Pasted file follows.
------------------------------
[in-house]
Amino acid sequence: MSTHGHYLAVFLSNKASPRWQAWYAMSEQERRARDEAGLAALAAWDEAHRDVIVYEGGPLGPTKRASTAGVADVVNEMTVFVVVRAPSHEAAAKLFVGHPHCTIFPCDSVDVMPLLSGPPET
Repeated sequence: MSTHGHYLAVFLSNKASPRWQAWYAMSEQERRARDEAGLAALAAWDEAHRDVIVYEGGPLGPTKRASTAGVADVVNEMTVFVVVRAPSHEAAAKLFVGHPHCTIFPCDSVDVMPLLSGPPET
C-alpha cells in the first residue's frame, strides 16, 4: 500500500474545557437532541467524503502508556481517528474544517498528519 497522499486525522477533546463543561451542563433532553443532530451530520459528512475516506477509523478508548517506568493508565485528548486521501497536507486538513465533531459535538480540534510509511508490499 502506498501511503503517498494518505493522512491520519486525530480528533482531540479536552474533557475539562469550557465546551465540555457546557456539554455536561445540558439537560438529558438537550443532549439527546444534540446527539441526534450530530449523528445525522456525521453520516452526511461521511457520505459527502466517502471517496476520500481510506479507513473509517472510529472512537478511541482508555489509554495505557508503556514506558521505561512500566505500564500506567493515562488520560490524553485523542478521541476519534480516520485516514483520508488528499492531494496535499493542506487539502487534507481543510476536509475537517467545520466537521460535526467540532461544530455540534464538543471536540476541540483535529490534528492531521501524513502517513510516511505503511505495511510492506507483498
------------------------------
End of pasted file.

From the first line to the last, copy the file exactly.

[in-house]
Amino acid sequence: MSTHGHYLAVFLSNKASPRWQAWYAMSEQERRARDEAGLAALAAWDEAHRDVIVYEGGPLGPTKRASTAGVADVVNEMTVFVVVRAPSHEAAAKLFVGHPHCTIFPCDSVDVMPLLSGPPET
Repeated sequence: MSTHGHYLAVFLSNKASPRWQAWYAMSEQERRARDEAGLAALAAWDEAHRDVIVYEGGPLGPTKRASTAGVADVVNEMTVFVVVRAPSHEAAAKLFVGHPHCTIFPCDSVDVMPLLSGPPET
C-alpha cells in the first residue's frame, strides 16, 4: 500500500474545557437532541467524503502508556481517528474544517498528519 497522499486525522477533546463543561451542563433532553443532530451530520459528512475516506477509523478508548517506568493508565485528548486521501497536507486538513465533531459535538480540534510509511508490499 502506498501511503503517498494518505493522512491520519486525530480528533482531540479536552474533557475539562469550557465546551465540555457546557456539554455536561445540558439537560438529558438537550443532549439527546444534540446527539441526534450530530449523528445525522456525521453520516452526511461521511457520505459527502466517502471517496476520500481510506479507513473509517472510529472512537478511541482508555489509554495505557508503556514506558521505561512500566505500564500506567493515562488520560490524553485523542478521541476519534480516520485516514483520508488528499492531494496535499493542506487539502487534507481543510476536509475537517467545520466537521460535526467540532461544530455540534464538543471536540476541540483535529490534528492531521501524513502517513510516511505503511505495511510492506507483498